In our creative department we take versatility seriously.

For example, we have a copywriter who makes music, art directors who design websites and anything else they can get their hands on and a web designer/developer who also happens to be a talented art director and overall idea guy. These discoveries weren’t the result of some agency wide cross-training effort; they happened because people saw beyond defined roles or titles. They got out there, tried new things and helped each other out. The result has been great work for our clients.

I believe the best path to great ideas is across the lines of job titles and disciplines. Get out there, return a few kicks and see what happens.

Like I said, I like football. In fact, here’s a blank helmet so you can design your own team helmet. I know you can do it. While you’re at it, send me your creations. We’ll post the winning designs.

When Creatives and Clients Meet

May 27, 2009

Late on Thursday afternoon, an account manager came bounding to my office with the news that a new client would be here tomorrow. “Tomorrow?”, I gasped. But tomorrow is Friday! Friday, the pre-game show to the weekend. I had already planned to wear my Spiderman t-shirt.

 Now, wait a minute.

Before you start calling me a geek, I know, I’m a geek. The shirt is black with a rendering of the wall crawler crouched in attack position. Plus, it was given to me by my sons as a Father’s Day gift. It’s very cool and it’s tailor made for Fridays.

But, with a client coming in for a meeting which usually dissolves into lunch, too, that meant the sweetest t-shirt ever made would have to wait until next Friday to come into work.

 Eventually, I made peace with the idea this particular Friday would have to be a staright-up business-casual day. But it got me thinking about how creatives react in client meetings and how clients react to creatives.

 In the old days, only the account manager, account executive or some other suit-wearing agency service person interacted with a client. In those days, the creative team rarely saw a client outside of a major presentation, pitch or important client event. Creatives were sheltered from the “harsh realities” of client interaction. Why?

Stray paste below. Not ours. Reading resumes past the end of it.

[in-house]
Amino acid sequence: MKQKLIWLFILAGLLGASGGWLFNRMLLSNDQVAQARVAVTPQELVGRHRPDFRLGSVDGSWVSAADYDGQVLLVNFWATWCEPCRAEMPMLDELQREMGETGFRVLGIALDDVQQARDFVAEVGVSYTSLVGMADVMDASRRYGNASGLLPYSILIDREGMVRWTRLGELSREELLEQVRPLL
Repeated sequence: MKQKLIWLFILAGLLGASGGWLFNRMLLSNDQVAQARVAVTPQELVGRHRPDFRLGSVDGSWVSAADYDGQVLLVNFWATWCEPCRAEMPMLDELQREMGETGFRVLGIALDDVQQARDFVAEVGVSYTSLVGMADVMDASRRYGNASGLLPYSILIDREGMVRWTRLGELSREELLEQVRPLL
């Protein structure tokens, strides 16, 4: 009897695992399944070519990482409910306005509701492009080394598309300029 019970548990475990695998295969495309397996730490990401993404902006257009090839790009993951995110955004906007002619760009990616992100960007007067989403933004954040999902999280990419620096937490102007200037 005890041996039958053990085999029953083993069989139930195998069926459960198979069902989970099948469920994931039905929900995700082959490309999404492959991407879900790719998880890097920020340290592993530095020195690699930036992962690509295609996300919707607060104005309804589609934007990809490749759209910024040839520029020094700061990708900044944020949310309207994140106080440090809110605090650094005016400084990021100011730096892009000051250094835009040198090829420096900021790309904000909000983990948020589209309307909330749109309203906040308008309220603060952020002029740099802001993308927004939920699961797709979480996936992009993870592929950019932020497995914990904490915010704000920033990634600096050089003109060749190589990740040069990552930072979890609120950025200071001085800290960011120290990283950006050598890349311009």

Usually it is one of two reasons. Or sometimes, both. The cost and the artist stereotype.

 Fortunately for me I work at an agency that values creative input at all levels. However, other agencies I know tend to think that clients look at a group of agency people and see the dollar signs start adding up. Any additional people in a meeting gets the billable time calculator whirring away. I mean, we only need to meet with our agency contact, right? Why is that long-haired person in here? Is that Patchouli? Why is everyone wearing black?

 Then, there’s the artist stereotype. The idea that if a creative is attending a meeting, then someone has to be responsible for him or her. Someone needs to make sure the creative doesn’t speak out of turn, make an off-color joke or make a mess on the carpet. So most creatives head into a meeting feeling a little leashed. And not just from the suit and tie.

 In my experience, some of the best thinking in the business comes from writers, art directors, designers and new media folk. And not just about creative matters.

 Clients have a difficult job to do in today’s market. They have to manage costs and still produce results on often what is a shoe-string budget. Doesn’t sound like much fun to me.

 However, managing a creative project can be fun and different. It’s like a college project. Meeting with creatives can make a client feel creative. Plus, I have found that today’s creatives instinctively think outside of their own discipline. They make it their business to know their clients’ business so they can often provide a fresh way of looking at things.

 There is now a new generation of creatives, too. They are extremely articulate and can sell their ideas convincingly to clients – some even have real MBAs and understand strategy. Go figure.

 And with today’s faster cycles and shorter, budget crunched deadlines,  there is an even stronger case for direct creative involvement.

 So don’t be afraid. Open your basements and barn doors. Let your creatives trade their Spiderman t-shirts, black hoodies and Vans for coats and ties, square-toed pumps and clothes that require dry cleaning.

 You might be surprised to learn that when you unleash creatives, they may be some of the smartest people in your agency.